As games get more complicated, with motion controls and complex button layouts, is it still possible to have fun while playing a game using only one button? With the Japan-exclusive eShop title Dopamix (made by G-mode, the current owners of the Data East back catalogue, which includes Burgertime and Tumblepop, as well as Lock'N Chase for the Game Boy), players will get to find out just how fun a game can be using only the well-timed presses of a single button. We've gone hands-on with this import download to see if it's worth a look for western players.
The concept is simple enough: start a song and a glittery, colourful display plays out on the screen. In the centre of the 3D screen is a cross-hair. As flashing bubbles called Puchi (the Japanese version of the French word 'Petit') fly across the screen, some of them enter into the cross-hair. It is up to the player to press the action button at the correct time, along with the rhythm of the song and the timing of the coloured Puchi entering the cross-hair, in order to get points and aim for a high ranking in the stage.
Since the game uses all original music, players can't rely on professional artists being involved and lending their familiar and popular tunes to the release. This can always be a bit of a gamble, but luckily most of the music used in this title is rather catchy, with pumping techno beats, fun pop songs, and the occasional R&B influenced tune. There are even several vocal tracks among the songs available to play along with in the game, making it quite a varied aural experience. The creators have made sure that no two tracks sound the same, and as a result, each stage has a unique flavour to it.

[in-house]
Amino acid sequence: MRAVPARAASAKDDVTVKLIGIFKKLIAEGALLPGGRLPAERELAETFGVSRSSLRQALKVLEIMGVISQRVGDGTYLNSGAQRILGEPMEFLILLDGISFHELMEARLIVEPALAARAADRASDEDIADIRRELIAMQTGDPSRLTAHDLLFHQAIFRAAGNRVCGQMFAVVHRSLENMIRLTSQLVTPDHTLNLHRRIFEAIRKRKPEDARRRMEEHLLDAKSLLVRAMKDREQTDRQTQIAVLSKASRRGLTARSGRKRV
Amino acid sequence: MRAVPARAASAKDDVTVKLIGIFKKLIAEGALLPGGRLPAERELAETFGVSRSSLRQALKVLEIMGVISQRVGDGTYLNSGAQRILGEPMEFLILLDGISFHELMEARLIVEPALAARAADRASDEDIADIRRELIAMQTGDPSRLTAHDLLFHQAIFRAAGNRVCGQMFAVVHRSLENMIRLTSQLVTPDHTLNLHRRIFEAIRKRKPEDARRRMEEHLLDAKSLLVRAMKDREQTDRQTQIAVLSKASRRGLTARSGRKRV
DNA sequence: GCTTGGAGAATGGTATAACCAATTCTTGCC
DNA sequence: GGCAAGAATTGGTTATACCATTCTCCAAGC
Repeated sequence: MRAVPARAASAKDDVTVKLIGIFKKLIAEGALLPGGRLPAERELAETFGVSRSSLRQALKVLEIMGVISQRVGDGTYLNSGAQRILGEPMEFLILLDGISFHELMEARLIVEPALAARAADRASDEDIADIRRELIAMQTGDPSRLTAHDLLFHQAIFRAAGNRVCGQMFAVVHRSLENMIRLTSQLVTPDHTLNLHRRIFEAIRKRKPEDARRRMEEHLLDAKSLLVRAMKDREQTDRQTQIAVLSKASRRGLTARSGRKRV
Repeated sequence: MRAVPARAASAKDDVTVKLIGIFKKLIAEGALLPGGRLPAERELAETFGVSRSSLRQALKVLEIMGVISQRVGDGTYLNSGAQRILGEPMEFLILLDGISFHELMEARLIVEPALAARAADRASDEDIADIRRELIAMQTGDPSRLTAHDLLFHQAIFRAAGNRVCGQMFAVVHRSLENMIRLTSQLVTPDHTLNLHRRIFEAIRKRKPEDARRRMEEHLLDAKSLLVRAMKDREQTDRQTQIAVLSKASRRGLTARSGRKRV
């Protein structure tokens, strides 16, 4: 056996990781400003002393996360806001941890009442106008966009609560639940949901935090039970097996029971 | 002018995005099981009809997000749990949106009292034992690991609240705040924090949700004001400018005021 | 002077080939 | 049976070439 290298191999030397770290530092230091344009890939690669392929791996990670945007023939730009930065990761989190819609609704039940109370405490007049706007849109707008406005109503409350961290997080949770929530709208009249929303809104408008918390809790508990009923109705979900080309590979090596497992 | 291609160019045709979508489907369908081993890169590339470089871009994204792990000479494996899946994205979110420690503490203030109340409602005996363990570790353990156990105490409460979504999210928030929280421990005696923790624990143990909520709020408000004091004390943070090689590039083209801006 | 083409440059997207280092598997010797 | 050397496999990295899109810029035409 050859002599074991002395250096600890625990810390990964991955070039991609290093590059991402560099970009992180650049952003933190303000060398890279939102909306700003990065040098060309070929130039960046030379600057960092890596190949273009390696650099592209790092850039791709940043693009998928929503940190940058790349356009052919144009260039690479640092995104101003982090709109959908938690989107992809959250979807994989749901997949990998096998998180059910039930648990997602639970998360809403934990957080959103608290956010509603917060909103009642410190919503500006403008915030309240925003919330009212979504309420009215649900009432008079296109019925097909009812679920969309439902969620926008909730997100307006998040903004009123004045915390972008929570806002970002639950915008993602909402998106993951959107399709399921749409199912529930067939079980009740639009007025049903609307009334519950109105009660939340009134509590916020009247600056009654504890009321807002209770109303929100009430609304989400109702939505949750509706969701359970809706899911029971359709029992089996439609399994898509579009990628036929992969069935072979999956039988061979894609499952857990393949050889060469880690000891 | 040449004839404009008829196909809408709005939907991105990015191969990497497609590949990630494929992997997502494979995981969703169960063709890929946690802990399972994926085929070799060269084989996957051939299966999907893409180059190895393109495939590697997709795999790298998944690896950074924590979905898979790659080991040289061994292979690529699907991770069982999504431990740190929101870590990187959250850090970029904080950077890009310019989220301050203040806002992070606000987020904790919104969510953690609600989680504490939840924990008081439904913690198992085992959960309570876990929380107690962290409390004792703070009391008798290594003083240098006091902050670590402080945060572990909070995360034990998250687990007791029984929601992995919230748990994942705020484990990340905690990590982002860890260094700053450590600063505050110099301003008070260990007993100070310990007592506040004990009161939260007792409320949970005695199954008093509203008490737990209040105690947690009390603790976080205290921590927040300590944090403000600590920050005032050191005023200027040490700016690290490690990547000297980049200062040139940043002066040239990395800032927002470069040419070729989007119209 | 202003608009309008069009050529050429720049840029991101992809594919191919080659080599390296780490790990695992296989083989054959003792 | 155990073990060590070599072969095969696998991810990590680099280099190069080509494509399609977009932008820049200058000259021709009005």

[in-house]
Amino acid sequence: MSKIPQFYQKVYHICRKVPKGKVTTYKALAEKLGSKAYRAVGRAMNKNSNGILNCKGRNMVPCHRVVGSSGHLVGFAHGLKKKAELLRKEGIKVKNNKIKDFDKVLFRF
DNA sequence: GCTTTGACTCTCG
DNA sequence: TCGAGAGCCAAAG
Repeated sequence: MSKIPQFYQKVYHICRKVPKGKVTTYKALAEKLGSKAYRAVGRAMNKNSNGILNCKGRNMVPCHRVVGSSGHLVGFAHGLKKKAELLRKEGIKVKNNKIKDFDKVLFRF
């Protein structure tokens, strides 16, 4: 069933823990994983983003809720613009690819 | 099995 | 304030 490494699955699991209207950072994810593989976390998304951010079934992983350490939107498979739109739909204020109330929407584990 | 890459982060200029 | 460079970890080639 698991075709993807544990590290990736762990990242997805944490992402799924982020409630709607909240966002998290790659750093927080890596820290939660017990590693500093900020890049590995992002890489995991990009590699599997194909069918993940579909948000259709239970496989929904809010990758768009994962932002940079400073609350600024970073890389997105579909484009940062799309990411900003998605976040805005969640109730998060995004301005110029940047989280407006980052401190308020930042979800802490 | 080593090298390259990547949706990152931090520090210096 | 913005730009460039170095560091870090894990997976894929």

Even though there is only one button to press in the game, the designers sometimes throw in a few new challenges, such as multiple cross-hairs (one R&B dubstep-inspired vocal track had at one point 8 cross-hairs on-screen), moving cross-hairs, and snake-like Puchi that force the player to hold down the action button until just the right moment - releasing the button too soon or too late loses you the point.
Of course, high scores really are the meat of any game like this, and players will want to get A ranks in all the stages. This may be a lot harder than it seems at first, as imperfect timing results in a lesser score for the target, and fully missing the target results in a penalty, complete with a little heartbreak icon on the screen. Five penalties and its game over, so you must have very good timing and memory of the track in order to reach the higher scores.
The other main point, besides the catchy music, is the graphics. Set to a black background, the flashing lights and colours resemble a techno club backdrop, and fans of that type of music (or simply those that enjoy it for the purpose of music games) will definitely enjoy what is on display here. The 3D effect is also something to praise, as it is used better here than in many full-price retail games. The splashes of colour that accompany a perfectly timed hit appear to actually pop out of the screen, and multiple hits in a row produce bursts of colour that look as if they have been thrown at the player.
It wouldn't be a music game without different modes of play, and Dopamix offers two. One is the normal mode, called Dopatrip. The other is Dopachain, which is essentially an "endless" mode that focuses on the player getting a long chain of successive hits. The difficulty here ramps up very quickly, and after only three penalties, it's game over.
With just 12 songs available, the game may seem a bit short compared to many retail rhythm music games, but for a budget title on the 3DS eShop (and one that is cheaper than many other titles currently available), Dopamix is definitely worth its price. Since there is not a lot of Japanese text and dialogue in the game, it wouldn't be too far-fetched for this one to be made available in other regions eventually. Dopamix is, despite its length, a fun little title with catchy music and beautiful graphics that will dazzle the player in the short bursts.
For the full experience, it is recommended that you play the game with headphones on, turn the lights down, and get immersed in the rhythm of the songs. If you're lucky enough to own a Japanese 3DS, this is well worth a look. If you don't, then keep those fingers crossed for a global release.